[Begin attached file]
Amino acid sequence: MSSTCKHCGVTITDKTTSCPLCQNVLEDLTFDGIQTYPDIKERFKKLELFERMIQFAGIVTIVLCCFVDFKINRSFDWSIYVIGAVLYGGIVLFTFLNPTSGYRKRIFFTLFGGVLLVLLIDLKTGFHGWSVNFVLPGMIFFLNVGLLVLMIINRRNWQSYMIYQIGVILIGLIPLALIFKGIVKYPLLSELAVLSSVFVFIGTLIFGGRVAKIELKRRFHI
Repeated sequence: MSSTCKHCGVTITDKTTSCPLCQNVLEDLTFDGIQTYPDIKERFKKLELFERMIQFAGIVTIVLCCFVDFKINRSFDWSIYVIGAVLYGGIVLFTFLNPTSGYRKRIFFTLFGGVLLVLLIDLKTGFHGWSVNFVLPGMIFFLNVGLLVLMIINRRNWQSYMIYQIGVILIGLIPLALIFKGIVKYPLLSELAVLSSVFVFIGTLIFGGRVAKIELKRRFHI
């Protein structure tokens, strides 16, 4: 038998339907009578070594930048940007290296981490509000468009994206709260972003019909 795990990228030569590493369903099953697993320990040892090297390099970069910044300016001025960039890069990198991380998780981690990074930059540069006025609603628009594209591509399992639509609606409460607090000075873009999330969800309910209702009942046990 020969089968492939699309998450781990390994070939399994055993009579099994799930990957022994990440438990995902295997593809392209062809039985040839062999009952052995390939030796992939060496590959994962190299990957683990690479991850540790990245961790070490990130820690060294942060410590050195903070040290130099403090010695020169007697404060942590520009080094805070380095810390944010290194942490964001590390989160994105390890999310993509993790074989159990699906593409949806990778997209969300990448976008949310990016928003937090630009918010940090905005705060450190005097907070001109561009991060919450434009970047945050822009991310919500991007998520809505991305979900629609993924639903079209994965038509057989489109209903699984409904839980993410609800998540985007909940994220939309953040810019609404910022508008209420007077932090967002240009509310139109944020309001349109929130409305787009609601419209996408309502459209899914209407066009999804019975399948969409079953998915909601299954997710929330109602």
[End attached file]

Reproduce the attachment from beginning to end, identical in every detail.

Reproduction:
Amino acid sequence: MSSTCKHCGVTITDKTTSCPLCQNVLEDLTFDGIQTYPDIKERFKKLELFERMIQFAGIVTIVLCCFVDFKINRSFDWSIYVIGAVLYGGIVLFTFLNPTSGYRKRIFFTLFGGVLLVLLIDLKTGFHGWSVNFVLPGMIFFLNVGLLVLMIINRRNWQSYMIYQIGVILIGLIPLALIFKGIVKYPLLSELAVLSSVFVFIGTLIFGGRVAKIELKRRFHI
Repeated sequence: MSSTCKHCGVTITDKTTSCPLCQNVLEDLTFDGIQTYPDIKERFKKLELFERMIQFAGIVTIVLCCFVDFKINRSFDWSIYVIGAVLYGGIVLFTFLNPTSGYRKRIFFTLFGGVLLVLLIDLKTGFHGWSVNFVLPGMIFFLNVGLLVLMIINRRNWQSYMIYQIGVILIGLIPLALIFKGIVKYPLLSELAVLSSVFVFIGTLIFGGRVAKIELKRRFHI
């Protein structure tokens, strides 16, 4: 038998339907009578070594930048940007290296981490509000468009994206709260972003019909 795990990228030569590493369903099953697993320990040892090297390099970069910044300016001025960039890069990198991380998780981690990074930059540069006025609603628009594209591509399992639509609606409460607090000075873009999330969800309910209702009942046990 020969089968492939699309998450781990390994070939399994055993009579099994799930990957022994990440438990995902295997593809392209062809039985040839062999009952052995390939030796992939060496590959994962190299990957683990690479991850540790990245961790070490990130820690060294942060410590050195903070040290130099403090010695020169007697404060942590520009080094805070380095810390944010290194942490964001590390989160994105390890999310993509993790074989159990699906593409949806990778997209969300990448976008949310990016928003937090630009918010940090905005705060450190005097907070001109561009991060919450434009970047945050822009991310919500991007998520809505991305979900629609993924639903079209994965038509057989489109209903699984409904839980993410609800998540985007909940994220939309953040810019609404910022508008209420007077932090967002240009509310139109944020309001349109929130409305787009609601419209996408309502459209899914209407066009999804019975399948969409079953998915909601299954997710929330109602």